With our first official Give Back Campaign, we knew exactly where we wanted to start. We’re donating 5% of all proceeds from Laser Pink TickTalk 4 and Pink Twists Headphones orders to go towards breast cancer prevention, research, and treatment for the month of October. Breast cancer is a cause near and dear to our hearts–most of our team is made up of women and all of our team have someone close to us who is or has battled the disease.
We sat down with TickTalk co-founder, Ying Gong, to talk about her experience as the daughter of a breast cancer survivor, how the disease has affected her family, and why this cause means so much to TickTalk.
Why is breast cancer important to TickTalk as a brand?
Breast cancer is a disease that affects us all–everyone knows someone who’s battled or is currently battling. Nonprofits like the Breast Cancer Research Foundation are helping to fund research, assist with prevention, and eliminate disparities faced by underrepresented minorities around the world.
We believe in putting our values into action–placing people, positive impact, and inclusion at the heart of everything we do. We want to do our part to see the breast cancer movement continue to raise awareness, drive progress, and ultimately find a cure for this disease through advances in research, education, and health care.
Why did you choose breast cancer as the cause to launch TickTalk Gives?
Launching TickTalk Gives with our first official Give Back Campaign to help breast cancer survivors and fighters was a perfect fit. As the leading creators of children’s smartwatches in the U.S., over half of our customers are mothers. Breast cancer is currently the top cause of death for women, with 1.2 million people worldwide diagnosed and 500,000 killed every year.
Our goal is to use our platform to give women the resources and information they need to prioritize their health, while also giving children a basic understanding of breast cancer, prevention, and pink ribbon activities to get involved and feel empowered.
Can you tell us about your experience as the daughter of a breast cancer survivor and watching your mother battle the disease?
My mom was diagnosed with breast cancer when I was 12 years old. Fortunately, she discovered it at an early stage, going through surgery and subsequently chemotherapy for 8 months, recovering gradually. I witnessed first-hand my mother’s pain with breast cancer, weakness after surgery, struggles with chemo, and low self-esteem after her mastectomy. I felt her change physically, emotionally, and mentally.
For many breast cancer survivors, like my mom, the pain of surgery and treatment is temporary, but the psychological impact is long-lasting. My mom didn’t wear a low neckline for 8 years, because she didn’t want people to see her scar. Before being diagnosed, she swam frequently, but after her mastectomy, she never swam again because she didn’t feel comfortable wearing a bathing suit.
She eventually joined a club for breast cancer survivors and met other fighters like her. They organize many activities and events to actively fight against the disease, encourage patients, support one another, and show the beauty of health. My mother finally was able to emerge from the shadow of her illness and now lives a healthy, happy, and confident life. She’s turning 70 years old this year and still volunteers at the club, telling her story as a survivor, sharing her own experience, and encouraging women and men who are currently battling to fight their disease with confidence.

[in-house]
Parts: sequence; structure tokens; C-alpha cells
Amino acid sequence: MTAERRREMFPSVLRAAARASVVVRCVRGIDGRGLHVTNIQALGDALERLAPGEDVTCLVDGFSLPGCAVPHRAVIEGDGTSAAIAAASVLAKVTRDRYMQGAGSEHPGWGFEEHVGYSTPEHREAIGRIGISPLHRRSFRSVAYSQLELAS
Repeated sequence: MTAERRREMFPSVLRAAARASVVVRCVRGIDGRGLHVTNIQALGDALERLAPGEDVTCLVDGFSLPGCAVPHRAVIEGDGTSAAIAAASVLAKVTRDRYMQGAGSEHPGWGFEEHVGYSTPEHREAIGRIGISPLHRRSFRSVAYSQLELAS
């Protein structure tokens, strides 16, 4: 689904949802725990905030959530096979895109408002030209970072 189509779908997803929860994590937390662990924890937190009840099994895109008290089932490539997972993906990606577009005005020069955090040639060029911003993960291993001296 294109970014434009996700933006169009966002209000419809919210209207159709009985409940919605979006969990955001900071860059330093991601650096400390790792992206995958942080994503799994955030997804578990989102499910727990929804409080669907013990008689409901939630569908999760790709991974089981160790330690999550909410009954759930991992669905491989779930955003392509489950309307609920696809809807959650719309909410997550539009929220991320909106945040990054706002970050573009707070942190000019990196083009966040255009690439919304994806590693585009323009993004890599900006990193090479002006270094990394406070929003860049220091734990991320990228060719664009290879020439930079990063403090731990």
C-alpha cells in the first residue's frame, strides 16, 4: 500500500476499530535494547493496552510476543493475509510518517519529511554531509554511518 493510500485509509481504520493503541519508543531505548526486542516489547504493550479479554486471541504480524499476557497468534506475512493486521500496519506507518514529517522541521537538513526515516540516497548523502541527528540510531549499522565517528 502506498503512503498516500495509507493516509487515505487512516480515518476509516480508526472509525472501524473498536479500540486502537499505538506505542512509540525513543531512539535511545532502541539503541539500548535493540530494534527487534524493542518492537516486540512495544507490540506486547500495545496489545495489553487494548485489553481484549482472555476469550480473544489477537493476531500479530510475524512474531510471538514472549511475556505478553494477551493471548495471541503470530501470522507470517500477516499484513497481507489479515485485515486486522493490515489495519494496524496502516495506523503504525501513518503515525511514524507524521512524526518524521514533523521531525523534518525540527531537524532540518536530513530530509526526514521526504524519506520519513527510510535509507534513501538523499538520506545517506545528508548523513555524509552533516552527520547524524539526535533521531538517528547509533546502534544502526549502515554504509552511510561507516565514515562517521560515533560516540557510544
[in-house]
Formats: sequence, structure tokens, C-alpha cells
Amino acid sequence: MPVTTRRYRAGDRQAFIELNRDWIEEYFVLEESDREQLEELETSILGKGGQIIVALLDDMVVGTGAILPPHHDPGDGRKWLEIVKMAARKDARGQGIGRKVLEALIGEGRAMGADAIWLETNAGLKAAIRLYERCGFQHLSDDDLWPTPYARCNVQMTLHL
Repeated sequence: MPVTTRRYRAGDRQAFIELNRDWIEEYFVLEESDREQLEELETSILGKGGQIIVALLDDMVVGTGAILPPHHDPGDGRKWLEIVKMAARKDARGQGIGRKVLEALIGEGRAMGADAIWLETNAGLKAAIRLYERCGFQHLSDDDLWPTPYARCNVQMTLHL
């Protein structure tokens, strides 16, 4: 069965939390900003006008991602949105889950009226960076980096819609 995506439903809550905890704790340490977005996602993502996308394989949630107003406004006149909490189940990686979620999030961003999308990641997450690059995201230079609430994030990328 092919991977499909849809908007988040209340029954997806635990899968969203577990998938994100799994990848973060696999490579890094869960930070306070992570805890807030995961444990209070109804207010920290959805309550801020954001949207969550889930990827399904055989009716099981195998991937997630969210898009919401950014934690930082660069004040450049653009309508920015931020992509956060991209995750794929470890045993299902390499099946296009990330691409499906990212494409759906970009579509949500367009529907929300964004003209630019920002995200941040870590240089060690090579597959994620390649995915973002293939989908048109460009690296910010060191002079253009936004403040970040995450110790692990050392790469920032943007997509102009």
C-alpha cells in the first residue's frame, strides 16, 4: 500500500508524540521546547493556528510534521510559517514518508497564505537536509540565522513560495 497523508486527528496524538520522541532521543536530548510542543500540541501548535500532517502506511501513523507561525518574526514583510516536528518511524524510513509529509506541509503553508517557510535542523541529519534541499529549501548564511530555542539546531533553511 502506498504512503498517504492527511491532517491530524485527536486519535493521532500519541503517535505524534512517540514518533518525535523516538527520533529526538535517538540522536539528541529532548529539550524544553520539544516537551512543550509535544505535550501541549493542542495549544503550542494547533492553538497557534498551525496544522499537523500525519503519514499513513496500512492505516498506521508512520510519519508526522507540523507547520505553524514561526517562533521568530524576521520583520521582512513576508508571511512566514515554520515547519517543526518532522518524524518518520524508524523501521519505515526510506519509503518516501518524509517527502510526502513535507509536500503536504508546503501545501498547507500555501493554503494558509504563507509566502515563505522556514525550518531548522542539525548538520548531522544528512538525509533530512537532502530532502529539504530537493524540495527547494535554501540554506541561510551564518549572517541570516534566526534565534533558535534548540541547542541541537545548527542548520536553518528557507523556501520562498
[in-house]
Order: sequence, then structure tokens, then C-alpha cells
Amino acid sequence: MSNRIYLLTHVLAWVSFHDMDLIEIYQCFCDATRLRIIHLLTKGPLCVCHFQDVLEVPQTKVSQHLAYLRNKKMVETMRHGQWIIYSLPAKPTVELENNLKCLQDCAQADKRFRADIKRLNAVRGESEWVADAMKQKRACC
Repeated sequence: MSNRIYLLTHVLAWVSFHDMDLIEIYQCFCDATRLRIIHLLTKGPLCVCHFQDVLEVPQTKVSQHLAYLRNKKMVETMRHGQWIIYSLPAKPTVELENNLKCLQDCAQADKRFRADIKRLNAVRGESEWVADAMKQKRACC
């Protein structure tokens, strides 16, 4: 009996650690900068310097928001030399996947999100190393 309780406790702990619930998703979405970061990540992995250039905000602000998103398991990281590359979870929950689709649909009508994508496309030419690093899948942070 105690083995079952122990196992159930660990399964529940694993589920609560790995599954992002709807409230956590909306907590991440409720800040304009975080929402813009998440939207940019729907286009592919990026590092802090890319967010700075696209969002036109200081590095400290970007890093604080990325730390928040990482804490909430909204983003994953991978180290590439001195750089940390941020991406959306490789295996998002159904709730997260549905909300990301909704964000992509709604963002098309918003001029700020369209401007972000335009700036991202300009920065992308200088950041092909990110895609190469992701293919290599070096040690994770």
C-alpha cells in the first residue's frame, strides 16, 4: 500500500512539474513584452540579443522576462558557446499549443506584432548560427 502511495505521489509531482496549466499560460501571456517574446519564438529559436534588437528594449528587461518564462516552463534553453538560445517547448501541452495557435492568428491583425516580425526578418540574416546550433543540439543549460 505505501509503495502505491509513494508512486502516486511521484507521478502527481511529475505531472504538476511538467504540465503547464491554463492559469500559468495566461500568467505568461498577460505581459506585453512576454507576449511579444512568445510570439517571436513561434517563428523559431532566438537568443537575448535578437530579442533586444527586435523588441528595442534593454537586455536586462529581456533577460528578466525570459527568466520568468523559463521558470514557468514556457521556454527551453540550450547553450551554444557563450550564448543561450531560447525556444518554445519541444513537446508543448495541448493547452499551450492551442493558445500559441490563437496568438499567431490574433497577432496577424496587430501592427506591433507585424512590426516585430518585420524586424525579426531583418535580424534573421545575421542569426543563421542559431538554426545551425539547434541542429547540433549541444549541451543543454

My mom’s experience taught me a lot, like the importance of prevention from a young age. I hope to help breast cancer survivors, like my mom, and people currently battling to help them overcome the impact of the disease and pain on both their bodies and minds, to live bravely and confidently.
This must have affected your entire family, even after your mother recovered. Has it affected your daughter in any way?
My daughter knows her grandmother is a breast cancer survivor and she chooses to donate her allowance every year at Pink Ribbon events. She also volunteers at the breast cancer club that her grandmother joined years ago with our entire family. In my mind, charity is a spiritual continuation, a kind of inheritance. My mom’s experience and her dedication to helping others have inspired me, and I hope to pass on to my daughter. Similar to a pink ribbon, it’s tied to all of our hearts and connects us in an unbreakable way.
What advice would you give to someone that has a loved one currently battling the disease?
As a family member of a breast cancer survivor, it’s important to understand their experience and perspective. No matter how outgoing or cheerful they were before the disease, it attacks more than their physical well-being. They need understanding, encouragement, and companionship to help give them the courage and support to face treatment and recovery.
I also cannot stress enough how important it is to give our loved ones the information for early prevention, detection, and treatment of the disease. Especially for those with a family history of breast cancer, please teach your children the importance of regular self-examinations and inform your family doctor to be proactive. We hope that with our Give Back Campaigns, we can encourage parents to prioritize their health, to give them the understanding and resources to live a healthy, happy life.